Both aircraft were deployed, along with a pair of Voyager tankers, while the USAF included three KC-135s to support its B-2 package. A combined force of ten aircraft was despatched on the basis that at least one would be airborne for the duration of the operation, but rendered reinforcement impossible.
The B-2 sortie rate was envisaged as three times that of the Vulcan, with the American jet’s range and the USAF’s more numerous tankers allowing two B-2s to be airborne simultaneously, while both Voyagers would be needed to support a single Vulcan mission. There could be no sharing of tankers – the KC-135’s underwing hose pods were unsuitable for the Vulcan, while the Voyager was not equipped with the flying boom required to refuel the B-2.
Shortly before midnight on the eve of the campaign’s first day, a B-2 launched with a load of GPS-guided JDAMs. Using coordinates provided by overhead systems and confirmed by its onboard targeting system, the aircraft successfully prosecuted air defence targets in a swathe from the coast, inland towards the combined base.
Meanwhile, a Vulcan was airborne and running in at low level. The old machine’s inadequate ECM system was no match for a modern air defence network, but a high-speed, low-level approach was seen as an entirely valid tactic against the integrated air defence system. As the Vulcan’s crew neared the coast, they executed a pop-up to 500ft, but remained undetected, thanks to clever tactics based on the supposed success of the B-2’s earlier strike.
Aligning their ingress route for an attack on rebel forces at the base perimeter, they flew through the ‘safe’ corridor created by the Spirit. At the same time, they carefully adjusted the Vulcan’s track; its engine compressor faces and radar antenna were never allowed to come close to being perpendicular to any radar source and the aircraft remained undetected until it released its weapons. Twenty-one unguided, retarded bombs fell in a line across the rebel formation, two damaging the objective, three falling on the base and the remainder exploding in open ground at the base perimeter.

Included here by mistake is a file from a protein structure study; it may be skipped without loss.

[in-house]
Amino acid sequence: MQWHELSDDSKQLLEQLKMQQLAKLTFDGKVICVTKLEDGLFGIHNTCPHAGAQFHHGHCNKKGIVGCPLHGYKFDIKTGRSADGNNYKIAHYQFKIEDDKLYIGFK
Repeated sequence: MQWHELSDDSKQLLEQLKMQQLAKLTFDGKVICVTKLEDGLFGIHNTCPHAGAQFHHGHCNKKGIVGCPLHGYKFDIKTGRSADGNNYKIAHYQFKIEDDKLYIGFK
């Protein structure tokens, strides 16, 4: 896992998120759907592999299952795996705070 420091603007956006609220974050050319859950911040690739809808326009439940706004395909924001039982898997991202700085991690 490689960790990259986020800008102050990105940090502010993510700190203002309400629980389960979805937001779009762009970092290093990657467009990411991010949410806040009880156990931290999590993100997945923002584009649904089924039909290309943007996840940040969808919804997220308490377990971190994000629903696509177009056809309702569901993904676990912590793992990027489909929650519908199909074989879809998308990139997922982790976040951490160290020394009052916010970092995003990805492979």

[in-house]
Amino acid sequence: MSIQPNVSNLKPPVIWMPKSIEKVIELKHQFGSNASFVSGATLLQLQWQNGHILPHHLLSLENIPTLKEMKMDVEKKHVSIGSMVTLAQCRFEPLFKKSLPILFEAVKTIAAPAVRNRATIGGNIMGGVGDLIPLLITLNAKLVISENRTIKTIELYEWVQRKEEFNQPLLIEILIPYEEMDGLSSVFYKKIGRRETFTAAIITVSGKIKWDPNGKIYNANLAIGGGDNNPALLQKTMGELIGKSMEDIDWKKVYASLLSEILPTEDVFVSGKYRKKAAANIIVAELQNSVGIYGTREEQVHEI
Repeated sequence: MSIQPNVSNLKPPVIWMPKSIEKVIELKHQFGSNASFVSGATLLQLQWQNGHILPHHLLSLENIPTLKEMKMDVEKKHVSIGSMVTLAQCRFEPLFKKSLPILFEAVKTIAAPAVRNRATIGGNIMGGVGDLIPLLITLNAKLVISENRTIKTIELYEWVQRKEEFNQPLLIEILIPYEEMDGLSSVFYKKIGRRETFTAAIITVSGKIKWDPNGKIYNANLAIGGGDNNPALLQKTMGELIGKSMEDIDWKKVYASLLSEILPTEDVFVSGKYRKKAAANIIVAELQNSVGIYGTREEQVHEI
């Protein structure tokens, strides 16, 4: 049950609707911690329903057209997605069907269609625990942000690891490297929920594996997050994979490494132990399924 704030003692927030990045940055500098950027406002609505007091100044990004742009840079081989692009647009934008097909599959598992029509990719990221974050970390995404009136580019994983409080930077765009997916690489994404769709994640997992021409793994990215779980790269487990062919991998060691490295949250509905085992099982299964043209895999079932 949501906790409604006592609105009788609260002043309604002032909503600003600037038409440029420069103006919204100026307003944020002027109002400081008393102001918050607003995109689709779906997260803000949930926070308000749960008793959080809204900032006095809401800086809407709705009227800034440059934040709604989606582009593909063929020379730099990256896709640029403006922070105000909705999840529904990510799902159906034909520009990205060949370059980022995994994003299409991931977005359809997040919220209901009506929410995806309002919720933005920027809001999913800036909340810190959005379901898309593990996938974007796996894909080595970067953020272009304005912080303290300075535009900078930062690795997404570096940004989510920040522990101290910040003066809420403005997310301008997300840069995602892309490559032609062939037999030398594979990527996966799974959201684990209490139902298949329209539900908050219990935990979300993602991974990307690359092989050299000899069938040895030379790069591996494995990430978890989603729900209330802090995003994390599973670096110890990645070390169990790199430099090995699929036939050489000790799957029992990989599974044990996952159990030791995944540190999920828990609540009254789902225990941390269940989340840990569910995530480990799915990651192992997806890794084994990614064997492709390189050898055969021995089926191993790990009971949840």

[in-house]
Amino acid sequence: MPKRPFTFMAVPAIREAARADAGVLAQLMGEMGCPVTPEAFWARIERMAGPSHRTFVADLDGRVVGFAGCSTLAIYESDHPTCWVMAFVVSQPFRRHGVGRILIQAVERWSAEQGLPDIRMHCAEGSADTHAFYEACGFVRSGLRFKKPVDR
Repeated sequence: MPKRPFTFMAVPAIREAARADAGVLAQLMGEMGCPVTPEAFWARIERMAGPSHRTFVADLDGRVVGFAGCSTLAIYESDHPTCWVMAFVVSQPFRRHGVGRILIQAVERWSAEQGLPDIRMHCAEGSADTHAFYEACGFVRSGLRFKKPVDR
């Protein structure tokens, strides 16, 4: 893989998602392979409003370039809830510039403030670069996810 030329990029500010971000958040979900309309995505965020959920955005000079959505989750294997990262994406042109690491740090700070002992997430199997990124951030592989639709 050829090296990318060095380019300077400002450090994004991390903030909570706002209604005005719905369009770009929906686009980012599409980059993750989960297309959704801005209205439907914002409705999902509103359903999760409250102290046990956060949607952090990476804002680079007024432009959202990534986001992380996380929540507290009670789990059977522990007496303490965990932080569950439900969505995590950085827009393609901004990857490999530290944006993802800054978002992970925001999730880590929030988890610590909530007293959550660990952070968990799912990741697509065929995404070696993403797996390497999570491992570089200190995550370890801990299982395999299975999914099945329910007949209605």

its low-level egress, the Vulcan attracted the attention of a shoulder-launched SAM. Unprotected against an IR threat, the aircraft was struck in its starboard outer engine, but through its shear bulk, survived to return on three engines. With considerable damage to its wing structure and defensive systems, the venerable bomber was out of the campaign.
Towards a Conclusion
As the damaged Vulcan returned to base, the second B-2 was airborne, striking further air defence targets and communications nodes. A third B-2 mission was deemed necessary before a second Vulcan raid was committed. This time the aircraft successfully scored three hits out of 21 bombs dropped on a rebel convoy moving towards the capital, halting its advance, before turning for home.
A severe hailstorm was clearing the area as the Vulcan approached to land. The B-2 crew ahead of it had been less fortunate. Forced to fly through the heart of the storm, they had badly compromised the stealthy finish of their bomber, even as similar, though less extensive havoc was wrought on the two bombers sitting on the ground. Without their dedicated support facilities, the B-2s were now committed to relying on their defensive aids suite for protection, since low-level operations were not within their remit.